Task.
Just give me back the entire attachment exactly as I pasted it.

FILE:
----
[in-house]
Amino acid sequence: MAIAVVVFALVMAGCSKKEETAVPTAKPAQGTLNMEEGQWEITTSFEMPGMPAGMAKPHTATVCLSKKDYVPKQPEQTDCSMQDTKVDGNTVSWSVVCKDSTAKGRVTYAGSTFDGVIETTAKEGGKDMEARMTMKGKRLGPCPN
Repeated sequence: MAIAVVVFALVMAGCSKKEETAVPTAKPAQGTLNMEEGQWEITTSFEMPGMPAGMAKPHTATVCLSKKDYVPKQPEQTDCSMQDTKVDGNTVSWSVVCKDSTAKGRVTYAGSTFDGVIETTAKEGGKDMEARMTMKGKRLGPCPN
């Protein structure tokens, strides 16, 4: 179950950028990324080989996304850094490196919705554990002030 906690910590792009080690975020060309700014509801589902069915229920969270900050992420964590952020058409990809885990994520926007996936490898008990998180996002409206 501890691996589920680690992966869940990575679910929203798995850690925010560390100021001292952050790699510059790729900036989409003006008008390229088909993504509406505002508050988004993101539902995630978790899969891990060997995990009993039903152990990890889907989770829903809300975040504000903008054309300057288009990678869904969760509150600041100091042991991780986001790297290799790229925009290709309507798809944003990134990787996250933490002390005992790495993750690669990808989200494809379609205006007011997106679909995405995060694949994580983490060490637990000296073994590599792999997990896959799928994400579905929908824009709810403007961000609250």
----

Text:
[in-house]
Amino acid sequence: MAIAVVVFALVMAGCSKKEETAVPTAKPAQGTLNMEEGQWEITTSFEMPGMPAGMAKPHTATVCLSKKDYVPKQPEQTDCSMQDTKVDGNTVSWSVVCKDSTAKGRVTYAGSTFDGVIETTAKEGGKDMEARMTMKGKRLGPCPN
Repeated sequence: MAIAVVVFALVMAGCSKKEETAVPTAKPAQGTLNMEEGQWEITTSFEMPGMPAGMAKPHTATVCLSKKDYVPKQPEQTDCSMQDTKVDGNTVSWSVVCKDSTAKGRVTYAGSTFDGVIETTAKEGGKDMEARMTMKGKRLGPCPN
């Protein structure tokens, strides 16, 4: 179950950028990324080989996304850094490196919705554990002030 906690910590792009080690975020060309700014509801589902069915229920969270900050992420964590952020058409990809885990994520926007996936490898008990998180996002409206 501890691996589920680690992966869940990575679910929203798995850690925010560390100021001292952050790699510059790729900036989409003006008008390229088909993504509406505002508050988004993101539902995630978790899969891990060997995990009993039903152990990890889907989770829903809300975040504000903008054309300057288009990678869904969760509150600041100091042991991780986001790297290799790229925009290709309507798809944003990134990787996250933490002390005992790495993750690669990808989200494809379609205006007011997106679909995405995060694949994580983490060490637990000296073994590599792999997990896959799928994400579905929908824009709810403007961000609250």